A distributed shop floor control system based on the principles of heterarchical control and multi agent paradigm : a dissertation presented in partial fulfilment of the requirements for a PhD degree in Production Technology - Computer Integrated Manufacturing (CIM) Systems at Massey University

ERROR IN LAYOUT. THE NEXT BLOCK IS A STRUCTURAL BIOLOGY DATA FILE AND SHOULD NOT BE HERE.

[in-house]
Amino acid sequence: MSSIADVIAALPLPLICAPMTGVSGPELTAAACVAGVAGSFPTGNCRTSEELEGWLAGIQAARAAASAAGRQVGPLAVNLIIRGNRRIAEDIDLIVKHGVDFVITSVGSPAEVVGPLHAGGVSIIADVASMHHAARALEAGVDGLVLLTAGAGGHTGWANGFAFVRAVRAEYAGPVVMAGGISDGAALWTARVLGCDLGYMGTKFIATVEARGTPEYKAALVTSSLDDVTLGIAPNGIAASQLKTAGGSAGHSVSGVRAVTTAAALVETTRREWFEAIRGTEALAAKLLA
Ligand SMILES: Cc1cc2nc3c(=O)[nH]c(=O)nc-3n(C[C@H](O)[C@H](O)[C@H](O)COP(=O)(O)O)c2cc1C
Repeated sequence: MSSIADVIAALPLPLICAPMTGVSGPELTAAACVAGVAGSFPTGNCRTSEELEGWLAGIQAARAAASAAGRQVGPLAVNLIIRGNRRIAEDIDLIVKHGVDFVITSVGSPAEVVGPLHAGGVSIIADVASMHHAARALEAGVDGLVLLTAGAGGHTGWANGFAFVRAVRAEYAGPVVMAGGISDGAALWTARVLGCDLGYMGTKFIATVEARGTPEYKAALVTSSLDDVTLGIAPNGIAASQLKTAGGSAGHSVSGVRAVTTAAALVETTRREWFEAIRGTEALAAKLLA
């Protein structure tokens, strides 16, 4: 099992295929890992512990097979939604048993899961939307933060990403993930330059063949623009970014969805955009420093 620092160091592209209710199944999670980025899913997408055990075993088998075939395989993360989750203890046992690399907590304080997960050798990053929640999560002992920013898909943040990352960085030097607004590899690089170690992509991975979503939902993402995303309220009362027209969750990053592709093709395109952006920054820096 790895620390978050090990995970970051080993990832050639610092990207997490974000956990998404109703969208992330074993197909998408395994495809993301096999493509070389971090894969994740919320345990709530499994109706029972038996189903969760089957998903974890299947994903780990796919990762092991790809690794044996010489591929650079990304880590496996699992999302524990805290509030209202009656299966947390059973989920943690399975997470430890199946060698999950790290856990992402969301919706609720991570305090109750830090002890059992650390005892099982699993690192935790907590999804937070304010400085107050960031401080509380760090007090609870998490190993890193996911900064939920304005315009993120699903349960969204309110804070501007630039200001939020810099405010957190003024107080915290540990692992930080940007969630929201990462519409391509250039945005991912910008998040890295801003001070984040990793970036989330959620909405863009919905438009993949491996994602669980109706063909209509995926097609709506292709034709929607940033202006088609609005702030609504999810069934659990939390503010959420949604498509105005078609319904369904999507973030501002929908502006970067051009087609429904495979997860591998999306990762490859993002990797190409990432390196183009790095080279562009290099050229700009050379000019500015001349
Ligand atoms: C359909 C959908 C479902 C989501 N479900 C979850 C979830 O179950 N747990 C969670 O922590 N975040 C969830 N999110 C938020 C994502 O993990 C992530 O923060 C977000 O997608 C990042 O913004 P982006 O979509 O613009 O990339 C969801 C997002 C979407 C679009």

In progressive firms, major efforts are underway to reduce the time to design, manufacture, and deliver products. The programs have a variety of objectives, from reducing lead-time to increasing product quality. The process of improvement starts with customer requirements, which in turn lead to customer-driven manufacturing, incorporating customer requirements more directly into the manufacturing processes. Forecasting customer requirements has not become any easier, in fact, just the contrary. The implication is clear: that if demands cannot be forecast, the manufacturing function must be designed to respond to these demands. To do this rapidly, more and more of the manufacturing decisions are being delegated to the factory floor. To paraphrase; the customer is saying what is to be made, the due date is now, and the work force is figuring out how to do it online. As the manufacturing world moves toward the "zero everything" vision of the future (zero inventory, zero set-up time, zero defects, zero waste), fundamental changes will take place in the factory. These changes will necessitate changes in manufacturing planning and control systems and particularly changes in planning and control on the shop floor level. This dissertation addresses the possible direction that some of these changes might take on the shop floor. The starting preamble of this research is that forecasting in certain type of manufacturing systems is not possible. An example might be systems in which product orders arrive randomly, such as manufacturing facilities involved in production of replacement spare parts). Additionally, in many other manufacturing systems, forecasting generates results that are of a very low level of certainty. In many occasions they are practically useless, since they are applicable only for short time horizons. As an example, small-quantity batch manufacturing systems usually operate under conditions where frequent disturbances make this production unstable at all times. Therefore, addressing these systems, the main idea embodied in this dissertation could be expressed as follows: "Instead of focusing efforts on how to improve the old, or develop new methods for controlling material flows in manufacturing systems, methods that are solely based on the main premise of predicting the future circumstances, this research takes another course. It considers an alternative approach - developing of manufacturing control mechanisms that are "more reactive" to the changes in the systems and "less dependant on prediction" of future events. It is believed that the modern job shop manufacturing facilities, such as mentioned above, can further increase their competitiveness by adopting approaches for shop floor control systems that are discussed in this research study. This is because the proposed system is capable, both dynamically and in real time, of promptly responding to frequent changes in production conditions, always attempting to find the best possible solution for given circumstances.